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Lung infections: mechanisms of disease
S130 HIV-1 infection of macrophages dysregulates pro-inflammatory host responses to Mycobacterium tuberculosis through inhibition of interleukin 10
  1. G S Tomlinson1,
  2. P T G Elkington2,
  3. L Bell1,
  4. N F Walker2,
  5. J Tsang1,
  6. J Brown1,
  7. R Breen1,
  8. M Lipman1,
  9. D R Katz1,
  10. R F Miller1,
  11. B M Chain1,
  12. M Noursadeghi1
  1. 1University College London, London, UK
  2. 2Imperial College London, London, UK

Abstract

Introduction Human immunodeficiency virus (HIV)-1 greatly increases the risk of active Mycobacterium tuberculosis (Mtb) infection. Both pathogens target macrophages by evading innate immune recognition or intracellular killing. Since macrophages play a key role in inflammatory responses and their resolution, we tested the hypothesis that HIV-1 infection of macrophages may modulate inflammatory responses to co-infection with Mtb contributing to the immunopathogenesis of active tuberculosis (TB).

Methods Innate immune responses to Mtb were assessed in human macrophages with and without productive HIV-1 infection using genome-wide transcriptional profiling. Array data were validated by quantitative PCR and correlated with protein secretion in cell culture supernatants. The effects of Mtb co-infection on HIV replication were assessed by ELISA. The mechanisms underlying the observed phenotype were examined by Western immunoblotting and using selective inhibitors of innate immune signalling pathways.

Results HIV-1 infection of monocyte-derived macrophages leads to sustained, exaggerated pro-inflammatory responses to Mtb co-infection, including cytokines and chemokines that may recruit and activate further inflammatory leucocytes, and matrix metalloproteinases which play a role in tissue destruction. This phenotype is associated with rescue of HIV-1 replication following early repression in response to Mtb. Our data suggest that augmented inflammatory responses to Mtb result from deficient induction of anti-inflammatory interleukin-10 in HIV-1 infected cells. None of these changes were evident in HIV-1 infected macrophages co-infected with Streptococcus pneumoniae, and the specificity of the effect in Mtb co-infection was mirrored by lower IL-10 and higher pro-inflammatory IL-1β in respiratory samples from HIV-1 infected patients with pulmonary TB compared to non-tuberculous respiratory infection. Complementation of deficient IL-10 responses to Mtb in HIV-1 infected macrophages reverses the exaggerated pro-inflammatory phenotype. HIV-1 infection attenuates phosphorylation of p38 and ERK1/2 in mitogen activated kinase pathways involved in IL-10 induction downstream of TLR2 and dectin-1 receptor stimulation. IL-10 production in HIV-1 infected cells is also inhibited in response to zymosan stimulation of these pathways. Inhibition of virus maturation with HIV-1 protease inhibitors, does not affect attenuation of IL-10 responses.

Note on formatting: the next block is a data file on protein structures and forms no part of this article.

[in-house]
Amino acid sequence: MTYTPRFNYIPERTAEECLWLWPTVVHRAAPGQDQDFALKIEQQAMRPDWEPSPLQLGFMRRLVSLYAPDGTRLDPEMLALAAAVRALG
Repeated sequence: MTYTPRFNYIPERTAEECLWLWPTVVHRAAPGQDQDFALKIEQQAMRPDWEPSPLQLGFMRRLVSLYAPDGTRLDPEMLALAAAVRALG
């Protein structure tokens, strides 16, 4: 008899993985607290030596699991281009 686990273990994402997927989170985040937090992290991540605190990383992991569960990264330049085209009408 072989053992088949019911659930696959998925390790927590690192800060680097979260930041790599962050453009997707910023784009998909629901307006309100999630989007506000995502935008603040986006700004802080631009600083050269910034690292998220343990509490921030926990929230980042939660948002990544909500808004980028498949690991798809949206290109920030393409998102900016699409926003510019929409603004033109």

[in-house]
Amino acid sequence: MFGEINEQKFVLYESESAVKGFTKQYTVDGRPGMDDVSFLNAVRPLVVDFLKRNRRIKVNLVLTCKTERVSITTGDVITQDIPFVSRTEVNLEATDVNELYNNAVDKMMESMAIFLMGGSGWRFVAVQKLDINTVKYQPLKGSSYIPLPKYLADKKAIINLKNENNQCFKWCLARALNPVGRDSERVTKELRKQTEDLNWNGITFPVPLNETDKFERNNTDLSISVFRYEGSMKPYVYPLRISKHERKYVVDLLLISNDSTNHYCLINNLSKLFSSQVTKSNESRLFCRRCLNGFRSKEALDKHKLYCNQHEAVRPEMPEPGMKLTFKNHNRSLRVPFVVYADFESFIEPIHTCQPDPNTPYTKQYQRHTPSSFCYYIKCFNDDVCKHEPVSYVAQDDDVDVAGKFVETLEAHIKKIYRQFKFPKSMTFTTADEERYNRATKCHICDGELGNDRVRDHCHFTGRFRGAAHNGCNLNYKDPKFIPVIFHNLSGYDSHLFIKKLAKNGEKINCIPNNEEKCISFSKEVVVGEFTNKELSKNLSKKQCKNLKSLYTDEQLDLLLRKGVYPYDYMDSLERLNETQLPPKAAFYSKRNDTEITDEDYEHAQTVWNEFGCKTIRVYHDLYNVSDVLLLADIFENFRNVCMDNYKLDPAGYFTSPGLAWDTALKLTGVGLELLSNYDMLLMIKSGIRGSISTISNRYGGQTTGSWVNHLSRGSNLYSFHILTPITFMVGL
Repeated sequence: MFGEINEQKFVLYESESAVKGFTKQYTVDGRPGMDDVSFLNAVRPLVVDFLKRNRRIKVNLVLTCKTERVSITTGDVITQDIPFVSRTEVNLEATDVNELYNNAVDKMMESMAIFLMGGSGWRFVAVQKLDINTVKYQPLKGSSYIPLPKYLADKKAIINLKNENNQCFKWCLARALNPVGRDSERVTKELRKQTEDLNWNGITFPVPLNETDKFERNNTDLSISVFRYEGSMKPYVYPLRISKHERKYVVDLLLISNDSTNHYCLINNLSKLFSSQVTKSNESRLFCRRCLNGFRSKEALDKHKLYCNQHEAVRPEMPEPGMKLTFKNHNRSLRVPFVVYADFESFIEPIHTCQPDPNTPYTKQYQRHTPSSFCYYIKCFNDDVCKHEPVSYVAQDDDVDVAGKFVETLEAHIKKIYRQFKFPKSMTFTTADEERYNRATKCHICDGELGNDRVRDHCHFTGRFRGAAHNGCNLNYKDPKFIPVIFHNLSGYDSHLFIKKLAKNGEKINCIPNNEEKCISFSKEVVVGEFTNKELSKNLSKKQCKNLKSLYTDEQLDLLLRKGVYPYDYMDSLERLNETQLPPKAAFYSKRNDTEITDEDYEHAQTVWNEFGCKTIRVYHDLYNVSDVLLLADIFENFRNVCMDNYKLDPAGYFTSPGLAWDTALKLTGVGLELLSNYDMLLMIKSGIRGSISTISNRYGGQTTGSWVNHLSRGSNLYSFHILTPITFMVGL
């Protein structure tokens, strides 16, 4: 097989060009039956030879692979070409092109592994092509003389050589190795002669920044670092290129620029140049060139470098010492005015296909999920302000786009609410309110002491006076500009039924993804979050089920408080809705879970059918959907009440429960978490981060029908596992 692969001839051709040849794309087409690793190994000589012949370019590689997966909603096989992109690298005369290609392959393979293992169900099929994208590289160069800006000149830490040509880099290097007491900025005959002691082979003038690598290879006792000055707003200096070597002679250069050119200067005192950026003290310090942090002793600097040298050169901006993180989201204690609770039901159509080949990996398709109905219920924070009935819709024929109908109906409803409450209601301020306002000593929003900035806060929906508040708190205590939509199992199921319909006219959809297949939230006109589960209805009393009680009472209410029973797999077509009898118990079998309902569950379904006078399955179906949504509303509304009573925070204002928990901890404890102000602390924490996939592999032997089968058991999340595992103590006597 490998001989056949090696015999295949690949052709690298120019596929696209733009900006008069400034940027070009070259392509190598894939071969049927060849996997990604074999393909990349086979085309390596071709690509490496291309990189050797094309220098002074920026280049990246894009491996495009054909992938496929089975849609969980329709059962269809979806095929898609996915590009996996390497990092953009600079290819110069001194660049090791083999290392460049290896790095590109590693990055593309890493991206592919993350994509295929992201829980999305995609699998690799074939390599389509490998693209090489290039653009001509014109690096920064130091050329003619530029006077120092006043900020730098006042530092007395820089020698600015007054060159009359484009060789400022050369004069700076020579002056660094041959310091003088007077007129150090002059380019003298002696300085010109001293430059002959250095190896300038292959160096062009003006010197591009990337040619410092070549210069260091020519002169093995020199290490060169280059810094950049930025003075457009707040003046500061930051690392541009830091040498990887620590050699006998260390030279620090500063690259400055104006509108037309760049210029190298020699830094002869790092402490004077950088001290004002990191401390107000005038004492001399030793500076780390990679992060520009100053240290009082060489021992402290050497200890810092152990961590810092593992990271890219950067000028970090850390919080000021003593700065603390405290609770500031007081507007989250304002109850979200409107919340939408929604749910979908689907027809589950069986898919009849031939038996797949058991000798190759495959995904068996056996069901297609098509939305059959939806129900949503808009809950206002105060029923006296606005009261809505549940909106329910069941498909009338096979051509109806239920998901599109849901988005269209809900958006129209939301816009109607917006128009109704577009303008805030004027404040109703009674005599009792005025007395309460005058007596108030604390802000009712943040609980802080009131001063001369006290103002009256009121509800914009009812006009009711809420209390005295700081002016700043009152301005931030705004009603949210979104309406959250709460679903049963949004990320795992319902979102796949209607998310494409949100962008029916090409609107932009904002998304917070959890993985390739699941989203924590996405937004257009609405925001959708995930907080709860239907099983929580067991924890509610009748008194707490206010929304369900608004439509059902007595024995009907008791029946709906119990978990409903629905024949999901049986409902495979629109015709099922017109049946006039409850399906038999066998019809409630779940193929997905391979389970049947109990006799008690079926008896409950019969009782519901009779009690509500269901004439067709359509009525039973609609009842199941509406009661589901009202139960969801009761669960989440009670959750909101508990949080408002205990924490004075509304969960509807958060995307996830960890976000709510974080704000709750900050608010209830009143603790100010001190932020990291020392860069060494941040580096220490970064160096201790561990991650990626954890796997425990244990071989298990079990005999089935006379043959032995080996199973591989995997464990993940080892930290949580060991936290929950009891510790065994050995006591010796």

Conclusions Deficient induction of homeostatic IL-10 and consequent augmentation of pro-inflammatory responses may contribute to the immunopathogenesis of active TB and propagation of virus infection in HIV-1/Mtb co-infection.

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